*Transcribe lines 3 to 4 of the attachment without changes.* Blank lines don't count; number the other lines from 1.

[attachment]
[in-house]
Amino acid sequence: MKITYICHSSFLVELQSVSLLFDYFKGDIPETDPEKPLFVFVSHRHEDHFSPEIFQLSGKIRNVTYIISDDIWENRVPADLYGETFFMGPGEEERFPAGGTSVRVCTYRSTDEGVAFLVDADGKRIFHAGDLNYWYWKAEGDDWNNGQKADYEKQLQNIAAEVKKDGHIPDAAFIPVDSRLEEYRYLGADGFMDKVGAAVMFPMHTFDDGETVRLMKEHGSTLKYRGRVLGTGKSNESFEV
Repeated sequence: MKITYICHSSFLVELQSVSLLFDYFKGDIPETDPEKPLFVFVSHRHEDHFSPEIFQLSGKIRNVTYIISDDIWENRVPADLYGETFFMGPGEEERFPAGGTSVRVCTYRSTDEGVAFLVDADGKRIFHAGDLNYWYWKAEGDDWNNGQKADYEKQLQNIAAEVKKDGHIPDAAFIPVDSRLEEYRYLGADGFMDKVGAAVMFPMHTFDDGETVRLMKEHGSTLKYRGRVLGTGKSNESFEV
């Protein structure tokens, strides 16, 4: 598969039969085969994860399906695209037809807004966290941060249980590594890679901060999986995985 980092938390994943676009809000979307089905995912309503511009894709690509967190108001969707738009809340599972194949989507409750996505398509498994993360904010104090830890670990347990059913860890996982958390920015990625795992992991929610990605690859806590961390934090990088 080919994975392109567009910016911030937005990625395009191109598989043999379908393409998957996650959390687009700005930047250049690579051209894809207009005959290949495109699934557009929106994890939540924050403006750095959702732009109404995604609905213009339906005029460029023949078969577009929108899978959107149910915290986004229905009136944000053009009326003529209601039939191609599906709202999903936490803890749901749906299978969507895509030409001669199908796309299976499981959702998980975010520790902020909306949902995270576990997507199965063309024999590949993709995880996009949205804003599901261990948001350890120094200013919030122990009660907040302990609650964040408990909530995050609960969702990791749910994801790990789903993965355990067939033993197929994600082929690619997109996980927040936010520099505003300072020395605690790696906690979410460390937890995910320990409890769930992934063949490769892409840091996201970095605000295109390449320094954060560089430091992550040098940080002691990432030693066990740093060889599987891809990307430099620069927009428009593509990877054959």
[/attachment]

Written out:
Repeated sequence: MKITYICHSSFLVELQSVSLLFDYFKGDIPETDPEKPLFVFVSHRHEDHFSPEIFQLSGKIRNVTYIISDDIWENRVPADLYGETFFMGPGEEERFPAGGTSVRVCTYRSTDEGVAFLVDADGKRIFHAGDLNYWYWKAEGDDWNNGQKADYEKQLQNIAAEVKKDGHIPDAAFIPVDSRLEEYRYLGADGFMDKVGAAVMFPMHTFDDGETVRLMKEHGSTLKYRGRVLGTGKSNESFEV
């Protein structure tokens, strides 16, 4: 598969039969085969994860399906695209037809807004966290941060249980590594890679901060999986995985 980092938390994943676009809000979307089905995912309503511009894709690509967190108001969707738009809340599972194949989507409750996505398509498994993360904010104090830890670990347990059913860890996982958390920015990625795992992991929610990605690859806590961390934090990088 080919994975392109567009910016911030937005990625395009191109598989043999379908393409998957996650959390687009700005930047250049690579051209894809207009005959290949495109699934557009929106994890939540924050403006750095959702732009109404995604609905213009339906005029460029023949078969577009929108899978959107149910915290986004229905009136944000053009009326003529209601039939191609599906709202999903936490803890749901749906299978969507895509030409001669199908796309299976499981959702998980975010520790902020909306949902995270576990997507199965063309024999590949993709995880996009949205804003599901261990948001350890120094200013919030122990009660907040302990609650964040408990909530995050609960969702990791749910994801790990789903993965355990067939033993197929994600082929690619997109996980927040936010520099505003300072020395605690790696906690979410460390937890995910320990409890769930992934063949490769892409840091996201970095605000295109390449320094954060560089430091992550040098940080002691990432030693066990740093060889599987891809990307430099620069927009428009593509990877054959």